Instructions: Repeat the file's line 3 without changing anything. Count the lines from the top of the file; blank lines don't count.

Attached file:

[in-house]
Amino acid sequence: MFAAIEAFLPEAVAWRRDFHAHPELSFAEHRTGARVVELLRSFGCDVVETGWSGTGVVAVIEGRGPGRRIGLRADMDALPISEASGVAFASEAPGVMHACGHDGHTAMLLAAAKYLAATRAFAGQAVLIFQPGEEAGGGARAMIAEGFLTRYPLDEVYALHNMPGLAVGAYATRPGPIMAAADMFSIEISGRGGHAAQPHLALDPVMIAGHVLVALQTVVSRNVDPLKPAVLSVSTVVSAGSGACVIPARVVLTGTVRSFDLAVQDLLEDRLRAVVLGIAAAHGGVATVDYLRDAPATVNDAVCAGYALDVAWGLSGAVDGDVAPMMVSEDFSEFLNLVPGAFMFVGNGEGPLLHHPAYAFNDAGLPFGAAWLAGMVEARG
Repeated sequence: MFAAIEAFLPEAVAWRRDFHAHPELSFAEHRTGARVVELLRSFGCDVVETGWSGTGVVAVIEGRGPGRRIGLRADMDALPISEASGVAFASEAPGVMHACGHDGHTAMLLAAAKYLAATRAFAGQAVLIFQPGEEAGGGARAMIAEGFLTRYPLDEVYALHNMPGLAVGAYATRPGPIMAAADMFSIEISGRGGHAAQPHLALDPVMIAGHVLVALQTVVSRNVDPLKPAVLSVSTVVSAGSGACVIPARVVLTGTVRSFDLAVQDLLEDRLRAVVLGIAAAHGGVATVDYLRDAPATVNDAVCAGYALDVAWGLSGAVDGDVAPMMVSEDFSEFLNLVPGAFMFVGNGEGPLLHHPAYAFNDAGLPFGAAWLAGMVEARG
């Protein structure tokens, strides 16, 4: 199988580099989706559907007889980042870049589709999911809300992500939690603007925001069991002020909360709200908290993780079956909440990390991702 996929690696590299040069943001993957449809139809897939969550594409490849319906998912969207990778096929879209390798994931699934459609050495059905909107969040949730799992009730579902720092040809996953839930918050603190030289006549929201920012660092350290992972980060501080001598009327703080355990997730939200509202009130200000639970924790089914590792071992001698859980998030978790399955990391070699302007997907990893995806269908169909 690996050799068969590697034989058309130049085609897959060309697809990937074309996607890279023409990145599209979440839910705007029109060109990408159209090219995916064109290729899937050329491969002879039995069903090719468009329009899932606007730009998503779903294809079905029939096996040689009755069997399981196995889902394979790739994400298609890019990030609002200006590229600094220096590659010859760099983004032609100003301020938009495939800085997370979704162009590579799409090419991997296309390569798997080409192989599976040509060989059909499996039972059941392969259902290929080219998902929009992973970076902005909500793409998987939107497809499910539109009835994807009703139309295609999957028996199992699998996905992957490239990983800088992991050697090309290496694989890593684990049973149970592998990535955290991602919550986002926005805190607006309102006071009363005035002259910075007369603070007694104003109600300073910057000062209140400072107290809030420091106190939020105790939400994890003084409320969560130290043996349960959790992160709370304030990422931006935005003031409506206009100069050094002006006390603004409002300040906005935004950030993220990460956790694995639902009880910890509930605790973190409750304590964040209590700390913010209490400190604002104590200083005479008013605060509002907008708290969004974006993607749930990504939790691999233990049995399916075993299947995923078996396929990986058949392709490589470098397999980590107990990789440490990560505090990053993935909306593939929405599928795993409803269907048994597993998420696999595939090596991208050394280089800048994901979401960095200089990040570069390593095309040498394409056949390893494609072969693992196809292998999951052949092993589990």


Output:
Repeated sequence: MFAAIEAFLPEAVAWRRDFHAHPELSFAEHRTGARVVELLRSFGCDVVETGWSGTGVVAVIEGRGPGRRIGLRADMDALPISEASGVAFASEAPGVMHACGHDGHTAMLLAAAKYLAATRAFAGQAVLIFQPGEEAGGGARAMIAEGFLTRYPLDEVYALHNMPGLAVGAYATRPGPIMAAADMFSIEISGRGGHAAQPHLALDPVMIAGHVLVALQTVVSRNVDPLKPAVLSVSTVVSAGSGACVIPARVVLTGTVRSFDLAVQDLLEDRLRAVVLGIAAAHGGVATVDYLRDAPATVNDAVCAGYALDVAWGLSGAVDGDVAPMMVSEDFSEFLNLVPGAFMFVGNGEGPLLHHPAYAFNDAGLPFGAAWLAGMVEARG